Third. Every page of their proceedings witnesses the effect of all these circumstances on the temper of their deliberations. Throughout the continuance of the council, it was split into two fixed and violent parties. The fact is acknowledged and lamented by themselves. Had this not been the case, the face of their proceedings exhibit a proof equally satisfactory. In all questions, however unimportant in themselves, or unconnected with each other, the same names stand invariably contrasted on the opposite columns. Every unbiassed observer, may infer without danger of mistake, and at the same time, without meaning to reflect on either party, or any individuals of either party, that unfortunately passion, not reason, must have presided over their decisions. When men exercise their reason coolly and freely, on a variety of distinct questions, they inevitably fall into different opinions on some of them. When they are governed by a common passion, their opinions, if they are so to be called, will be the same.

Fourth. It is at least problematical, whether the decisions of this body do not, in several instances, misconstrue the limits prescribed for the legislative and executive departments, instead of reducing and limiting them within their constitutional places.

Fifth. I have never understood that the decisions of the council on constitutional questions, whether rightly or erroneously formed, have had any effect in varying the practice founded on legislative constructions. It even appears, if I mistake not, that in one instance, the cotemporary legislature denied the constructions of the council, and actually prevailed in the contest.

This censorial body, therefore, proves at the same time, by its researches, the existence of the disease; and by its example, the inefficacy of the remedy.1

This conclusion cannot be invalidated by alledging that the state in which the experiment was made, was at that crisis, and had been for a long time before, violently heated and distracted by the rage of party. Is it to be presumed, that at any future septennial epoch, the same state will be free from parties? Is it to be presumed that any other state, at the same or any other given period, will be exempt from them? Such an event ought to be neither presumed nor desired; because an extinction of parties necessarily implies either a universal alarm for the public safety, or an absolute extinction of liberty.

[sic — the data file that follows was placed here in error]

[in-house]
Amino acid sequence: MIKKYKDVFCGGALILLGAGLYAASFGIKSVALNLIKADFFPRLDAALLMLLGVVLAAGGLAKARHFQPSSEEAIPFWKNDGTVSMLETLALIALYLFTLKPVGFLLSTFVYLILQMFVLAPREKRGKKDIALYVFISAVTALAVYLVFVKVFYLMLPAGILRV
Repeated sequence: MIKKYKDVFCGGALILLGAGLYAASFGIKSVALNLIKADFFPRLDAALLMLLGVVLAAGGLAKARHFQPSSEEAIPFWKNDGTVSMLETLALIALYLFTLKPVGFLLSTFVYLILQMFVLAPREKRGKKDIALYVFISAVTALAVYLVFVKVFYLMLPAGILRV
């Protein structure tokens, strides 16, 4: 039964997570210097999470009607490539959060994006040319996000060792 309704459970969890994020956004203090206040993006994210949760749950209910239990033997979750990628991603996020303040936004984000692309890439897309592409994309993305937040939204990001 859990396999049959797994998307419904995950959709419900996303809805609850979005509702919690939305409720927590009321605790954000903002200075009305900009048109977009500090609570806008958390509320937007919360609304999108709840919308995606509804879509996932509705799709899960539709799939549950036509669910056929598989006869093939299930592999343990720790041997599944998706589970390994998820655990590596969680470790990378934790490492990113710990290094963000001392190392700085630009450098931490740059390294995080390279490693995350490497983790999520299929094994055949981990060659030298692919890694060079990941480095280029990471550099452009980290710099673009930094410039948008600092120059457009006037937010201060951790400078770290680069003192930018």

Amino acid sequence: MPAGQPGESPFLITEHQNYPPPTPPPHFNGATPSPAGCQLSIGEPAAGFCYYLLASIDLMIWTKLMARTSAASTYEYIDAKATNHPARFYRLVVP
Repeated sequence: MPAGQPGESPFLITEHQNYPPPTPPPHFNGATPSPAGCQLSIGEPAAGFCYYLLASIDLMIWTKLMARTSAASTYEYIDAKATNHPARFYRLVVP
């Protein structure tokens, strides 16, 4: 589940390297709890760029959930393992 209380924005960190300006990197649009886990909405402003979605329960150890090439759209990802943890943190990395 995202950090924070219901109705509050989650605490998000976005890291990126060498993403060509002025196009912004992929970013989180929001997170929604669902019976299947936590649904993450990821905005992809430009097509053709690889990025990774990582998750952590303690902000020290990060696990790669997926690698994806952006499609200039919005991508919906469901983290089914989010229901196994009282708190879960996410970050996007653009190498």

Were the precaution taken of excluding from the assemblies elected by the people to revise the preceding administration of the government, all persons who should have been concerned in the government within the given period, the difficulties would not be obviated. The important task would probably devolve on men, who with inferior capacities, would in other respects be little better qualified. Although they might not have been personally concerned in the administration, and therefore not immediately agents in the measures to be examined; they would probably have been involved in the parties connected with these measures, and have been elected under their auspices.


McLean description begins The Federalist, A Collection of Essays, written in favour of the New Constitution, By a Citizen of New-York. Printed by J. and A. McLean (New York, 1788). description ends , II, 112–16.

1The meeting of the Council of Censors in 1783 and 1784 was another episode in the factional strife that characterized Pennsylvania politics during the Confederation period (Tench Coxe to JM, 28 Sept. 1787 and n. 2). The so-called Republicans hoped to use the meeting to write a new state constitution, but were blocked by the opposition (Brunhouse, Counter-Revolution in Pennsylvania, pp. 156–63; Wood, Creation of the American Republic, pp. 439–45).

Index Entries